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Vegetable Garden: How To Start A Garden From Scratch

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by Helen
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figuring out where to begin? Starting a garden may seem daunting, but it can be simplified by following a few steps. Here are all the steps needed to start a vegetable garden from scratch.

I remember when we started our first garden: a small container garden on the patio of our first home. We grew some of our vegetables and a few strawberries and tomatoes. It was wonderful to have fresh garden produce right from our patio.

How To Make A Vegetable Garden and Keeping Dogs Out Of It

It was a great way to start our gardening adventure. And now have a moderately sized backyard garden that produces food for us and enough to share with family, friends, and neighbors.  However, we store our vegetables properly to extend their shelf life.

When planning a garden, it's essential to consider any furry friends roaming around.  Dogs, in particular, tend to dig up plants and trample on delicate flowers.  It's necessary to create a designated area for them to play, do their business and keep them away from the main garden area.  Consider adding pet-friendly plants, such as catnip or mint, to their play area to keep them occupied and discourage them from venturing into the central garden.  Last year, my dog Addi, our Aussie, ate the leaves off of our green beans.  On the other hand, Belle, our Catahoula, likes to plop herself on the raised beds to catch some sun.  This year, my green beans are protected from her with some cattle panels, which they can also use as a trellis to grow vertically.

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How to Start a Garden From Scratch

Adding lighting to your garden can be a great way to enhance its beauty and functionality.  Depending on your preferences, you can choose from a variety of lighting options, such as string lights, pathway lights, spotlights, and more.  With the right lighting, you can create a cozy and inviting atmosphere in your garden and also make it safer to navigate at night.  You may want to consider solar-powered lights, which are energy-efficient and require little maintenance.  Whatever your choice, adding lighting to your garden can be an excellent investment that you can enjoy year-round.  We placed solar lights in our raised beds along the border of our garden, pointing towards our trees and more.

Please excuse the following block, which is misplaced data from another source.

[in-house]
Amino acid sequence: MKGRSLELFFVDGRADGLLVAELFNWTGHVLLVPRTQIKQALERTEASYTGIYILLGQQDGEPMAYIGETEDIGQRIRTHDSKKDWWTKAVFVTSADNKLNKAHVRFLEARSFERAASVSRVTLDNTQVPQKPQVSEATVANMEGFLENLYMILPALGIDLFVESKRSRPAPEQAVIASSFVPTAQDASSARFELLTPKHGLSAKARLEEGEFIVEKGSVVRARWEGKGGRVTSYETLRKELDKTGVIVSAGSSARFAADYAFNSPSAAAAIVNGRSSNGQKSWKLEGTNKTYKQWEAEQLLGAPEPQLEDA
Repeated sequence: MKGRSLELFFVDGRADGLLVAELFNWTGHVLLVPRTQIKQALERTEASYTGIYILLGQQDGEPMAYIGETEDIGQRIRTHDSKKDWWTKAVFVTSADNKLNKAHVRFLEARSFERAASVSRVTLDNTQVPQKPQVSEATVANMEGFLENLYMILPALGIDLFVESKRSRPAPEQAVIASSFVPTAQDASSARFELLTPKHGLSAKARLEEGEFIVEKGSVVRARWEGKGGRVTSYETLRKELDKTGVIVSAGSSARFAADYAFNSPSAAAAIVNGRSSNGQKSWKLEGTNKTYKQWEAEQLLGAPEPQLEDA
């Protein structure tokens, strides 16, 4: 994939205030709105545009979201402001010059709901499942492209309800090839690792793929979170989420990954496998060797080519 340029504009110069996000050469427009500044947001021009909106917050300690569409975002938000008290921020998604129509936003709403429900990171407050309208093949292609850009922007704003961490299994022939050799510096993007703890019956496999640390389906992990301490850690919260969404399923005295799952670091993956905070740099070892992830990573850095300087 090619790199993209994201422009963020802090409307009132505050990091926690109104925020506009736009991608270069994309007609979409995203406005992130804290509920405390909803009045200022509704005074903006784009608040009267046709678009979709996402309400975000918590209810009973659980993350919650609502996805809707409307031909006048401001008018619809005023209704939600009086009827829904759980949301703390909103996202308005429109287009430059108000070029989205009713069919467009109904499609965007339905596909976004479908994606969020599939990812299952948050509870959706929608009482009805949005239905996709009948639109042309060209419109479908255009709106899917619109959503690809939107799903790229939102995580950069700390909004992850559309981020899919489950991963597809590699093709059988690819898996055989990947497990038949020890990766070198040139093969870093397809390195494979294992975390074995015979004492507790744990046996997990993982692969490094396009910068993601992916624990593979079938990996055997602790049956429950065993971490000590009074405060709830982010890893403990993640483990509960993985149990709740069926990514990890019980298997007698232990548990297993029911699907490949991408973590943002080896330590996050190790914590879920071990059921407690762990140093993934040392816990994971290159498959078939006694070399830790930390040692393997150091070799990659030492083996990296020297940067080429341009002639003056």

Sitting under our pergola, which we do often at night, is relaxing, and the ambiance is amazing.

If you're excited to start your first garden, follow these steps to enjoy fresh produce from your backyard in no time!

The first thing to consider is what you'll be growing.  Sure, that is super important, but first, you must decide where to locate your garden.  

Picking the Best Location To Start Vegetable Garden For Beginners

When searching for a home, the location is the crucial factor to consider. Similarly, while setting up a garden, choosing the appropriate spot for it to thrive is vital. The ideal location for a garden is an area that receives 6-8 hours of sunlight per day. Most vegetable plants require around 6 hours of full sunlight to grow well. Typically, the south-facing area of the yard is the best spot for a garden, but it's necessary to examine your garden to determine the perfect location.

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How do you know how much sun a spot gets?

If you're looking for a sunny spot in your backyard garden, the best way to find one is to watch the sun. It would help if you considered a few things while observing it. For instance, note the time the location receives sunlight in the morning, how long it remains sunny before getting shaded, and if any structures might block the sun at particular times of the day. Doing so lets you find a suitable spot that receives the most sun for your plants.

Finding a sunny spot will be easier if you have a yard with lots of sun and few trees. However, if enormous trees or the house shade your yard, it might be harder to find an excellent location. In such cases, you should think outside the usual spots and consider using containers on a patio. That's how we started our very first garden.

Once you've found a sunny spot, it's time to consider other factors such as soil type, drainage, water availability, and suitable plants for that particular location.

Water, Everything needs Water

It's essential to ensure that your plants have enough water to grow. Consider having a water source close to your garden, or invest in a long hose to bring the water to the garden if it's far away. If watering becomes difficult, it can quickly become a chore. Therefore, it's essential to have a simple and efficient way to get water to your garden.

When starting a produce or flower garden, the first thing to consider is the soil.

How To Grow A Garden

Soil, the Earth that Feeds the Plants

You can plant directly in the ground if you have good soil that drains well and is light and loamy. However, if your soil is poor, like our clay and rocky soil, it's better to create a raised bed or plant in containers. This way, you can improve soil quality and start your plants better. 

I recommend using a mixture of compost, vermiculite, peat moss, or premixed organic soil for a raised bed. This combination will give your plants the best growing conditions. If you can't find vermiculite, you can replace it with potting soil. Additionally, make sure to use compost from different sources to provide the soil with all the necessary nutrients.